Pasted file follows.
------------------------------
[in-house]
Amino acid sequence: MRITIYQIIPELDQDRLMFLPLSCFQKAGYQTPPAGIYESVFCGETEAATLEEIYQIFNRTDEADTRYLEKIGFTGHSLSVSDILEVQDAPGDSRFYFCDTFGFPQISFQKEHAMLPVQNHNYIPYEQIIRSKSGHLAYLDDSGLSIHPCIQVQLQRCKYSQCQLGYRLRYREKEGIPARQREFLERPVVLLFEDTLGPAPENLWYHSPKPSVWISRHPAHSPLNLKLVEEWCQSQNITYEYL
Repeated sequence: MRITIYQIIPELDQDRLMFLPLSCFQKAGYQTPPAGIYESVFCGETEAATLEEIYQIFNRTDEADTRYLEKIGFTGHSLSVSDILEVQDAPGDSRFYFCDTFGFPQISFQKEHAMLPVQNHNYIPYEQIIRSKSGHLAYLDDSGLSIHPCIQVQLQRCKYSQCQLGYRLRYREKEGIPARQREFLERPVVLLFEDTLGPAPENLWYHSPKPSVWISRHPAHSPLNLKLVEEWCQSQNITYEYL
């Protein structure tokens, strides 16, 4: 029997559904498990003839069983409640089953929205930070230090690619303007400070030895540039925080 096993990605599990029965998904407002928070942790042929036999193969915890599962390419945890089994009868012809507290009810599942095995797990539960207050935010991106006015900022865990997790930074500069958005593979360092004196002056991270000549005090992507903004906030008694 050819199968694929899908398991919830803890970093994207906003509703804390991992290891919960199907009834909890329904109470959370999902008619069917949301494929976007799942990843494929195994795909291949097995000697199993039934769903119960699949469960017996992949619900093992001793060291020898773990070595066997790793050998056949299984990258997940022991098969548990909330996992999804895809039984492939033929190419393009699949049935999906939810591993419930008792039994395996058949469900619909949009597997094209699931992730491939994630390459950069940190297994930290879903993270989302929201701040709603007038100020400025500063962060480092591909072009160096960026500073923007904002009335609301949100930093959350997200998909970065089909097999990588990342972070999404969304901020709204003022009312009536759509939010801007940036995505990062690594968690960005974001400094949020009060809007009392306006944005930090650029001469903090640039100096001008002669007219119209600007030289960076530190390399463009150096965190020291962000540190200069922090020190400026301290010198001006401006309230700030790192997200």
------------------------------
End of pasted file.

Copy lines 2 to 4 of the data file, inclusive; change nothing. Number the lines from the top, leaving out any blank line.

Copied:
Amino acid sequence: MRITIYQIIPELDQDRLMFLPLSCFQKAGYQTPPAGIYESVFCGETEAATLEEIYQIFNRTDEADTRYLEKIGFTGHSLSVSDILEVQDAPGDSRFYFCDTFGFPQISFQKEHAMLPVQNHNYIPYEQIIRSKSGHLAYLDDSGLSIHPCIQVQLQRCKYSQCQLGYRLRYREKEGIPARQREFLERPVVLLFEDTLGPAPENLWYHSPKPSVWISRHPAHSPLNLKLVEEWCQSQNITYEYL
Repeated sequence: MRITIYQIIPELDQDRLMFLPLSCFQKAGYQTPPAGIYESVFCGETEAATLEEIYQIFNRTDEADTRYLEKIGFTGHSLSVSDILEVQDAPGDSRFYFCDTFGFPQISFQKEHAMLPVQNHNYIPYEQIIRSKSGHLAYLDDSGLSIHPCIQVQLQRCKYSQCQLGYRLRYREKEGIPARQREFLERPVVLLFEDTLGPAPENLWYHSPKPSVWISRHPAHSPLNLKLVEEWCQSQNITYEYL
């Protein structure tokens, strides 16, 4: 029997559904498990003839069983409640089953929205930070230090690619303007400070030895540039925080 096993990605599990029965998904407002928070942790042929036999193969915890599962390419945890089994009868012809507290009810599942095995797990539960207050935010991106006015900022865990997790930074500069958005593979360092004196002056991270000549005090992507903004906030008694 050819199968694929899908398991919830803890970093994207906003509703804390991992290891919960199907009834909890329904109470959370999902008619069917949301494929976007799942990843494929195994795909291949097995000697199993039934769903119960699949469960017996992949619900093992001793060291020898773990070595066997790793050998056949299984990258997940022991098969548990909330996992999804895809039984492939033929190419393009699949049935999906939810591993419930008792039994395996058949469900619909949009597997094209699931992730491939994630390459950069940190297994930290879903993270989302929201701040709603007038100020400025500063962060480092591909072009160096960026500073923007904002009335609301949100930093959350997200998909970065089909097999990588990342972070999404969304901020709204003022009312009536759509939010801007940036995505990062690594968690960005974001400094949020009060809007009392306006944005930090650029001469903090640039100096001008002669007219119209600007030289960076530190390399463009150096965190020291962000540190200069922090020190400026301290010198001006401006309230700030790192997200």